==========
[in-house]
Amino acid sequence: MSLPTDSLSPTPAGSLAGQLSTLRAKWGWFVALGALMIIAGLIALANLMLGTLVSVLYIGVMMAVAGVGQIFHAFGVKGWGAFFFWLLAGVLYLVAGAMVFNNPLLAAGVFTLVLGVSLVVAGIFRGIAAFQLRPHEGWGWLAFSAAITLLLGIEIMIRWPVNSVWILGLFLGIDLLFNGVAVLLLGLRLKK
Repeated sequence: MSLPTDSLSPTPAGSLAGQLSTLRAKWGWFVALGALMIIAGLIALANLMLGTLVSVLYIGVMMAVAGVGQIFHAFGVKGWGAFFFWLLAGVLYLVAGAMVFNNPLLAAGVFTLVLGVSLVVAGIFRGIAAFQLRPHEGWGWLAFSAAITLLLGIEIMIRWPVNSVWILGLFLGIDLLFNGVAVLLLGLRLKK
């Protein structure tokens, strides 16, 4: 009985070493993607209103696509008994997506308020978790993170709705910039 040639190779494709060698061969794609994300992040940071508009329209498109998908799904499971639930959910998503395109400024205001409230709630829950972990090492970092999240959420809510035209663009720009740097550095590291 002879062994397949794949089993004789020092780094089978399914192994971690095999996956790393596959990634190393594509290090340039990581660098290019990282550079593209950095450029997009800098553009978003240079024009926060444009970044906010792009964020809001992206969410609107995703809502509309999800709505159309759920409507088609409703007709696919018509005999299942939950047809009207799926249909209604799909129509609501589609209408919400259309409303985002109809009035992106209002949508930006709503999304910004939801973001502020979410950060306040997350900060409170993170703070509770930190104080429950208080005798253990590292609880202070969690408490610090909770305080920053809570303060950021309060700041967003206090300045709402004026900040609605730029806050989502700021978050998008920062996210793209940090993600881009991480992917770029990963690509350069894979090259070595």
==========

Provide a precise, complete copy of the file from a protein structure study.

[in-house]
Amino acid sequence: MSLPTDSLSPTPAGSLAGQLSTLRAKWGWFVALGALMIIAGLIALANLMLGTLVSVLYIGVMMAVAGVGQIFHAFGVKGWGAFFFWLLAGVLYLVAGAMVFNNPLLAAGVFTLVLGVSLVVAGIFRGIAAFQLRPHEGWGWLAFSAAITLLLGIEIMIRWPVNSVWILGLFLGIDLLFNGVAVLLLGLRLKK
Repeated sequence: MSLPTDSLSPTPAGSLAGQLSTLRAKWGWFVALGALMIIAGLIALANLMLGTLVSVLYIGVMMAVAGVGQIFHAFGVKGWGAFFFWLLAGVLYLVAGAMVFNNPLLAAGVFTLVLGVSLVVAGIFRGIAAFQLRPHEGWGWLAFSAAITLLLGIEIMIRWPVNSVWILGLFLGIDLLFNGVAVLLLGLRLKK
């Protein structure tokens, strides 16, 4: 009985070493993607209103696509008994997506308020978790993170709705910039 040639190779494709060698061969794609994300992040940071508009329209498109998908799904499971639930959910998503395109400024205001409230709630829950972990090492970092999240959420809510035209663009720009740097550095590291 002879062994397949794949089993004789020092780094089978399914192994971690095999996956790393596959990634190393594509290090340039990581660098290019990282550079593209950095450029997009800098553009978003240079024009926060444009970044906010792009964020809001992206969410609107995703809502509309999800709505159309759920409507088609409703007709696919018509005999299942939950047809009207799926249909209604799909129509609501589609209408919400259309409303985002109809009035992106209002949508930006709503999304910004939801973001502020979410950060306040997350900060409170993170703070509770930190104080429950208080005798253990590292609880202070969690408490610090909770305080920053809570303060950021309060700041967003206090300045709402004026900040609605730029806050989502700021978050998008920062996210793209940090993600881009991480992917770029990963690509350069894979090259070595």